The 2018 Oscars had important things it wanted to say, but it didn't always know the way to say it. For a year that made important strides in diversity and gender parity, there wasn't a whole lot of talk of such efforts, except for a few timely jokes from host Jimmy Kimmel and some pointed jabs from socially minded presenters who used the most of their few seconds in the spotlight. That is, until Frances McDormand ascended to the stage and claimed her Oscar and with an important call to action: " inclusion rider."
But even for a night of mixed messages, history was made and lessons were learned. Without further ado, let's take a look at some of the most defining moments of the 90th Academy Awards:
¡Viva Latin America!
One of the best moments of the night was a blink-and-you'll-miss it hug between Mexican actor Gael García Bernal and Guatemalan-American actor Oscar Isaac. Coco had just won the Academy Award for Best Animated Feature, in which Isaac had proudly exclaimed, "¡Viva Latin America!" — and the two shared a warm embrace on the Oscars stage as Pixar producer Darla K. Anderson took the mic. For an animated film like Coco, a film that celebrates the beauty of Mexican culture, to win the Oscar at a time when Trump's first border wall construction is underway speaks volumes to the night's overall themes of diversity and inclusion. After all, just an hour earlier the Oscars had been transformed into Santa Cecilia, as colorful neon lights and traditional Mexican dancers flooded the stage for a rousing performance of "Remember Me," the Oscar-winning song from the Pixar film.
Films like Coco, which was co-directed by Mexican-American animator Adrián Molina, and Chile's A Fantastic Woman, from Argentinian director Sebastián Leilo and starring Chilean trans singer-actress Daniela Vega, broke through barriers with their Oscar wins. (Vega even became the first openly transgender presenter at the Academy Awards.) And Mexican director Guillermo del Toro took home the night's two biggest awards — Best Director and Best Picture — for his fantastical romance, A Shape of Water, a film that he had originally conceived of when he was just a boy obsessed with monsters and fairy tales growing up in Guadalajara.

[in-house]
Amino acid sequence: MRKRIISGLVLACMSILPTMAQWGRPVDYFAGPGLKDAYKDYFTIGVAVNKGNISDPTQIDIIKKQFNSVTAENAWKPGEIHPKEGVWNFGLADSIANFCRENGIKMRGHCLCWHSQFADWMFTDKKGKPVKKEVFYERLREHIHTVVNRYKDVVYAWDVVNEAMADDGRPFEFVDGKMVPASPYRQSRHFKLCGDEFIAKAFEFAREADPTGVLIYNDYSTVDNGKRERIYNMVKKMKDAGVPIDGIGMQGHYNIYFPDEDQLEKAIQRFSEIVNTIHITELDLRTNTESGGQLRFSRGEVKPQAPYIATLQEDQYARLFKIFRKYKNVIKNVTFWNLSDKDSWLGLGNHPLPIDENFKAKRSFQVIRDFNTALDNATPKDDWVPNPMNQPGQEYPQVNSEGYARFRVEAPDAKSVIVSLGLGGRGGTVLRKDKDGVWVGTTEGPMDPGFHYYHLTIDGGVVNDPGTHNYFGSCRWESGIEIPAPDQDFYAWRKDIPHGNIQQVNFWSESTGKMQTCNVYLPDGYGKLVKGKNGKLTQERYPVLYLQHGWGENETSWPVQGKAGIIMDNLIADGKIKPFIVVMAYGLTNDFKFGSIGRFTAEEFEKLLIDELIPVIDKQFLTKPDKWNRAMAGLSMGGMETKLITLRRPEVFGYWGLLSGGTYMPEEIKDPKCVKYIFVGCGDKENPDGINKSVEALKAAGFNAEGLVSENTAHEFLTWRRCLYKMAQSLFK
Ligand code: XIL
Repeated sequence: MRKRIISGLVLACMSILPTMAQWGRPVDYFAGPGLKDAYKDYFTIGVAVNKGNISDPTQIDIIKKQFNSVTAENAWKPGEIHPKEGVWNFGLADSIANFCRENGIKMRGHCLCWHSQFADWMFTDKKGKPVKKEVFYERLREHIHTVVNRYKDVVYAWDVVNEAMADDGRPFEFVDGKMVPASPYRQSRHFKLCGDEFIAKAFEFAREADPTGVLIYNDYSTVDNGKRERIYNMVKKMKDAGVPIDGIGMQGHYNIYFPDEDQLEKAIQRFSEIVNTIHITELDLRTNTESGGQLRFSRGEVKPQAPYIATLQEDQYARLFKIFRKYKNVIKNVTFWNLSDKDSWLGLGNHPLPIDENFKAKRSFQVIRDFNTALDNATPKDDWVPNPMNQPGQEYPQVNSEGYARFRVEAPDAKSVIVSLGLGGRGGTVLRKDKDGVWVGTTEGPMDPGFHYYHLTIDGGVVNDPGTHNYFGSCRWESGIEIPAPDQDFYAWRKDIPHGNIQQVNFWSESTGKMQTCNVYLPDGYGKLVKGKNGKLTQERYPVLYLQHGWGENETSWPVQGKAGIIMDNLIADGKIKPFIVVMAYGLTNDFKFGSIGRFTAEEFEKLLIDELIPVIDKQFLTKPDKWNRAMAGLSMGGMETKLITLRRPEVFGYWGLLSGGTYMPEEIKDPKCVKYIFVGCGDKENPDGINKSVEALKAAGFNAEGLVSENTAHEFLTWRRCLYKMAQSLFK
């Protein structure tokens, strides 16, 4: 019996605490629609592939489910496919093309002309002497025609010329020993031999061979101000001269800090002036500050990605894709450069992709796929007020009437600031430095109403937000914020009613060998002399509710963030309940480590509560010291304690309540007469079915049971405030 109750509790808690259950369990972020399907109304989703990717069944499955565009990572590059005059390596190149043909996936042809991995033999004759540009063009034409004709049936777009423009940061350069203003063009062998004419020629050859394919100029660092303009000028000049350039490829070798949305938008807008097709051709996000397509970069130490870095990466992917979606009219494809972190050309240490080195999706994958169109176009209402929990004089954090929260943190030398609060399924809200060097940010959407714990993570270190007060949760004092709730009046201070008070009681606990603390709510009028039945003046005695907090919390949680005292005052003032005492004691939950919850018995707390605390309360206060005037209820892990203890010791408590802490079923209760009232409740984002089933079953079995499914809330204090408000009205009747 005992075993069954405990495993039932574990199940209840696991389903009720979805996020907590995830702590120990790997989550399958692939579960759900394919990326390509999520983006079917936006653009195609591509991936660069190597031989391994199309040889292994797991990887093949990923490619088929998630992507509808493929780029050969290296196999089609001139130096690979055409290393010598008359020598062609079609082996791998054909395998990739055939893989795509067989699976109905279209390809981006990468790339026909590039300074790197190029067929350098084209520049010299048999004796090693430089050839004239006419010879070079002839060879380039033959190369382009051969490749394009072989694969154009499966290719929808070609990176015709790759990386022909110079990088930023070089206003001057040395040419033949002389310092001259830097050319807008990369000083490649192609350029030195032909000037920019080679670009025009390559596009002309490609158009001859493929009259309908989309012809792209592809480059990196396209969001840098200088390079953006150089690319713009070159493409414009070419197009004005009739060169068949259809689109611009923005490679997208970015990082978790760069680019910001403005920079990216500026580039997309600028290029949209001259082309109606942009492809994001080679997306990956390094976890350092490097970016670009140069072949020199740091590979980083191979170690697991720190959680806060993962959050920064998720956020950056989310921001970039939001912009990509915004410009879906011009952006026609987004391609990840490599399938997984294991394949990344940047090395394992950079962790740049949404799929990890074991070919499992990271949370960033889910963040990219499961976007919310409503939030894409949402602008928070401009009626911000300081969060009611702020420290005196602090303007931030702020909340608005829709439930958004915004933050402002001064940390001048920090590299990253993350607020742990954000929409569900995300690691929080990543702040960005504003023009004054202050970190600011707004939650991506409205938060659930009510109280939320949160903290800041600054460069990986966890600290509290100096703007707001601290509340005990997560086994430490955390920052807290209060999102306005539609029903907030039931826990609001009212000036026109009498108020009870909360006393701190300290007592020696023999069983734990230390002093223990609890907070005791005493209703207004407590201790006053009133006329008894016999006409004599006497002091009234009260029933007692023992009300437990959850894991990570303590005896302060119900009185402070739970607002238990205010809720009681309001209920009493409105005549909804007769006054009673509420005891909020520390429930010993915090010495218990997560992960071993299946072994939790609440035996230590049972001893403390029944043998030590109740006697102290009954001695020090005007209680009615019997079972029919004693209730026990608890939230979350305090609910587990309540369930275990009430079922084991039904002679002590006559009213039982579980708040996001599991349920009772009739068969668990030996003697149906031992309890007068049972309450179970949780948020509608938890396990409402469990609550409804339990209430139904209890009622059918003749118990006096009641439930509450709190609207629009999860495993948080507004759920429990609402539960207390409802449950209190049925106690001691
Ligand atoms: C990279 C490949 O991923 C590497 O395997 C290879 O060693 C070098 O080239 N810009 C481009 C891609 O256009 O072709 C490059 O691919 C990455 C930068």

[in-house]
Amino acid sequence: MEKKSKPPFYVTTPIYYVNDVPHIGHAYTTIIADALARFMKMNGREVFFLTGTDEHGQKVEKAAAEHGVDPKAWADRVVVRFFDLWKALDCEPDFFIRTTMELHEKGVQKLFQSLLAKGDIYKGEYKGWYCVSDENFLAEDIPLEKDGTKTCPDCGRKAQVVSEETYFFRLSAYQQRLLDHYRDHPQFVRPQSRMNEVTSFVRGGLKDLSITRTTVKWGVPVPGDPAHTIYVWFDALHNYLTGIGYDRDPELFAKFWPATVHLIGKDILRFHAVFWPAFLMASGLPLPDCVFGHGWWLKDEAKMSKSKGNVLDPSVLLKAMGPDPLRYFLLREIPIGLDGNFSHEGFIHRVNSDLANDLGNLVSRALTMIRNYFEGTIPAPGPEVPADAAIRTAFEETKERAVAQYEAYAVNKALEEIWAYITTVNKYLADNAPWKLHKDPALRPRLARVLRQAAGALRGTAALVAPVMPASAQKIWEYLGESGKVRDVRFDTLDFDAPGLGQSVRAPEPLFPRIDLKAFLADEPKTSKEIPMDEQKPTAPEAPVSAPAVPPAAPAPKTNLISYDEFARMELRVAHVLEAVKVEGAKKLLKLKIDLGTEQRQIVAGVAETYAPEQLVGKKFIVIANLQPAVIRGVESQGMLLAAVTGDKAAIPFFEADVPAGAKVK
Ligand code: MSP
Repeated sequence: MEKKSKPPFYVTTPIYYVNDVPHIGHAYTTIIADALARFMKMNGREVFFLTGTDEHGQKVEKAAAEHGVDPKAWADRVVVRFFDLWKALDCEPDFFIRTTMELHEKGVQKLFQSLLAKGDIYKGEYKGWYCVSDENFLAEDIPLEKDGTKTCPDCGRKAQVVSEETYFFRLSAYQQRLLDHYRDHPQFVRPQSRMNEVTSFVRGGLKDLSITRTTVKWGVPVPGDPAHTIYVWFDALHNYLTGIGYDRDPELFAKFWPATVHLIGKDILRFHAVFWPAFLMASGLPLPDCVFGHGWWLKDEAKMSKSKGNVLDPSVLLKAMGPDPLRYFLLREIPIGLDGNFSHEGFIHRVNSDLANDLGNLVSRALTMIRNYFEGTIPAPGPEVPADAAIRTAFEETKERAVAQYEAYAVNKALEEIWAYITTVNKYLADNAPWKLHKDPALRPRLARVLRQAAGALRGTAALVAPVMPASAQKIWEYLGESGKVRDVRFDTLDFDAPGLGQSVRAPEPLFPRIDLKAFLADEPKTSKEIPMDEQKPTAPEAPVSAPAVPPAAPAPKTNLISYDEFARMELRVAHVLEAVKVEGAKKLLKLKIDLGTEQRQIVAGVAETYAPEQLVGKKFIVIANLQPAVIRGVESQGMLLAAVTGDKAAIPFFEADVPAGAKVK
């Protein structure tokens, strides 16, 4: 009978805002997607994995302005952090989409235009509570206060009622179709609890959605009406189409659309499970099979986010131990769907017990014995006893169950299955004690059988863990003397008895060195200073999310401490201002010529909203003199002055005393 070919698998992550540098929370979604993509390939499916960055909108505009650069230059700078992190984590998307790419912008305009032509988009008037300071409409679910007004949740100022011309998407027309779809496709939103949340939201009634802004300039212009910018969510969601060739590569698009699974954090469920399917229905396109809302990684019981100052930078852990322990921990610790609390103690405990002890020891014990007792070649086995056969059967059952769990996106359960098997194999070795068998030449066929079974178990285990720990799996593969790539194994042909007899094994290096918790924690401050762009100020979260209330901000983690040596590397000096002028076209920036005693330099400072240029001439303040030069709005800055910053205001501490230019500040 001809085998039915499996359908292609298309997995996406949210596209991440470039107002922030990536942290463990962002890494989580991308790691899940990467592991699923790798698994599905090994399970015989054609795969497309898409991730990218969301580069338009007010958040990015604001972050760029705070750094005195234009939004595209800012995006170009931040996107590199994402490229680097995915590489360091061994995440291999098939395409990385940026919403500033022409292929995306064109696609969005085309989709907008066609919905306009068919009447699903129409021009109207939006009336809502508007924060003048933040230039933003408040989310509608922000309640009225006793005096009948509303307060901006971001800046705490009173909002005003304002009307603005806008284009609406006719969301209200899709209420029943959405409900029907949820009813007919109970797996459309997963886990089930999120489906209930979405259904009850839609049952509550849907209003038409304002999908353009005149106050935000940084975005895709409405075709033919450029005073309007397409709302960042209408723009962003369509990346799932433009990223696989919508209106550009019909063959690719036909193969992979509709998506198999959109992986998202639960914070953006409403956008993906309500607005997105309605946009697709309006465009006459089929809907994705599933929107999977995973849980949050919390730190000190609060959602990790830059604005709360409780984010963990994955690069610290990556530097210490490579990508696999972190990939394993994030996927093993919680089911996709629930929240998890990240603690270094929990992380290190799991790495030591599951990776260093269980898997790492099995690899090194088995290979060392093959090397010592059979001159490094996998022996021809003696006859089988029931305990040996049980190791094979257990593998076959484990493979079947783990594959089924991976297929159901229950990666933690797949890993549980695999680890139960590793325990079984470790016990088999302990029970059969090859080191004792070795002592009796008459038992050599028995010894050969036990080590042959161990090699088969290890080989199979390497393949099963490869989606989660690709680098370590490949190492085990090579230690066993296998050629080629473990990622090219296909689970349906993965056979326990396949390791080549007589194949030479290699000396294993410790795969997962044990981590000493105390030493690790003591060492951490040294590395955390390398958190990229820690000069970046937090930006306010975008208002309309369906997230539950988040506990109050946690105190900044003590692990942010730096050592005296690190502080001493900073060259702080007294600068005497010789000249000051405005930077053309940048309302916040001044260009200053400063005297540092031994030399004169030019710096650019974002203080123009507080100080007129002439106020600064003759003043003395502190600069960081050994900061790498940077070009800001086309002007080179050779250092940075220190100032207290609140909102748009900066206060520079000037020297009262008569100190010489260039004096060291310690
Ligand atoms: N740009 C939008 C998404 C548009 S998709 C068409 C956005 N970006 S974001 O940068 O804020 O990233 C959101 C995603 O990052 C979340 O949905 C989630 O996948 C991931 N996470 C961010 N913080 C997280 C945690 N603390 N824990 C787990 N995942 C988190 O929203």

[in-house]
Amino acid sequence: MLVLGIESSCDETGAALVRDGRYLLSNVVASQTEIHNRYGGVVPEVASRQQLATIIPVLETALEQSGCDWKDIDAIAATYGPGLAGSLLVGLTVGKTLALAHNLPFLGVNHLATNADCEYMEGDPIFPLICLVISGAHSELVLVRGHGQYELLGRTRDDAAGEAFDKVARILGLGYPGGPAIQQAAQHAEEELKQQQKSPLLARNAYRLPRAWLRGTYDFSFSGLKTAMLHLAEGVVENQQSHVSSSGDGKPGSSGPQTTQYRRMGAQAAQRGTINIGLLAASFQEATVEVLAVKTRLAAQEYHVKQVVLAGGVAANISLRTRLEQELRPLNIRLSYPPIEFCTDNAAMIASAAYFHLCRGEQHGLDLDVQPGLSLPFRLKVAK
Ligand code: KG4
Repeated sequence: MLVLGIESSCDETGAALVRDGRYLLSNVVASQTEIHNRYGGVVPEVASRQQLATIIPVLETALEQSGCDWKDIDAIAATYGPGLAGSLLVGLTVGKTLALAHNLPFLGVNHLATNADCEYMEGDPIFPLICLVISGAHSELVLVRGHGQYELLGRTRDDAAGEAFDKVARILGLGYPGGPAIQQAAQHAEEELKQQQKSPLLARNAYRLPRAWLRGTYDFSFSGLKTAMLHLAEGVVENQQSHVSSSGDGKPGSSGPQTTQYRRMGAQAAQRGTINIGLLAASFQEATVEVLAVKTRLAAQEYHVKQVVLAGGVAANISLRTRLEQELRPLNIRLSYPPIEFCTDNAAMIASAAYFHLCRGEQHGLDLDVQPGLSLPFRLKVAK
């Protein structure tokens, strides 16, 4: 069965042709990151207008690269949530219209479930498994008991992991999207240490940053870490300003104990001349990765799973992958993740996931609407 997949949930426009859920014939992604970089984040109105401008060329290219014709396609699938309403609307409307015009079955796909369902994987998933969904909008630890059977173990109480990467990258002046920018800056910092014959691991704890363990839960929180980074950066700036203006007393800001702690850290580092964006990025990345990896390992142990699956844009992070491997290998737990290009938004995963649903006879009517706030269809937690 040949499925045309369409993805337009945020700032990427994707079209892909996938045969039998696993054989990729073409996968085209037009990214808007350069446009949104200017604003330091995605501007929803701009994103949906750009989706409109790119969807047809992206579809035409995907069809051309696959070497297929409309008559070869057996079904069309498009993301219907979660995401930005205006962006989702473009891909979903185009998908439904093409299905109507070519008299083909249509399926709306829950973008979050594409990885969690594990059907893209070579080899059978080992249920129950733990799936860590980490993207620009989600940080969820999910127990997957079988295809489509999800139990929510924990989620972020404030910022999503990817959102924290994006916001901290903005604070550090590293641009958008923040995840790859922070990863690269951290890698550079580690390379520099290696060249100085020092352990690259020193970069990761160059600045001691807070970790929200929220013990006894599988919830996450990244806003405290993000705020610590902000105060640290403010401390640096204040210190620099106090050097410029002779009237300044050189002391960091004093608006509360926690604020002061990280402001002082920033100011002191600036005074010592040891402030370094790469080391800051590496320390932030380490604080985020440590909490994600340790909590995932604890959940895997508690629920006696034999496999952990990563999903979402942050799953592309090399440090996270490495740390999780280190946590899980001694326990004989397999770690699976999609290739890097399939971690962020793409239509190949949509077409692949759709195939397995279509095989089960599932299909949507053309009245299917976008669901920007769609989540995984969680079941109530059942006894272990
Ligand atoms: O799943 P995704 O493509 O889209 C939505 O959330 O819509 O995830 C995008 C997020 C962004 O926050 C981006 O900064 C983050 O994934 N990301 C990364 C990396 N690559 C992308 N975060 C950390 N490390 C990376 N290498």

Though, del Toro isn't alone atop the apex; Mexican directors have won four out of the last five Best Director Oscars, including del Toro's friends and contemporaries Alfonso Cuarón (Gravity) and Alejandro González Iñárritu ( Birdman, The Revenant).
Introducing Kumail Nanjiani
Move over Timothée Chalamet, the real breakout star of this awards season is… Kumail Nanjiani? If you only know Nanjiani from his character work on HBO's Silicon Valley, then chances are you formerly met the Pakistani-American actor on Oscars night and realized, "Hey, this guy's pretty charming." Nanjiani and his wife, Emily V. Gordon, may have lost the Academy Award for Best Original Screenplay to Jordan Peele, but he made the most of his moment, taking part in one of the more memorable montages of the night — sharing his endearing observations about diversity in film — and standing in solidarity with the Dreamers alongside Lupita Nyong'o while playfully shading Chris Pine.
And his social media followers were treated to delightful highlights from inside the Dolby Theatre, like this photo of Gordon answering Best Actress winner Frances McDormand's call for all the female Oscar nominees to stand with her toward the end of the night.
Golden Girl Greta Gerwig
Despite its five nominations, Greta Gerwig's solo directorial debut Lady Bird didn't win any Oscars — but you wouldn't know that looking at Gerwig throughout the night. She wore her love for movies, and the process of filmmaking, on her face in every cutaway shot. She looked like she was genuinely having a good time, rooting on her friends and celebrating cinema. Case in point: In the midst of del Toro's heartfelt acceptance speech for Best Picture, Gerwig — whose own film had just lost — clutched her heart and mouthed, "I love him." If everyone could be as exuberant as Gerwig after a four-hour ceremony, the world would probably be a happier place. It's a good thing that Lady Bird is just the beginning of her filmmaking career.
Jordan Peele makes history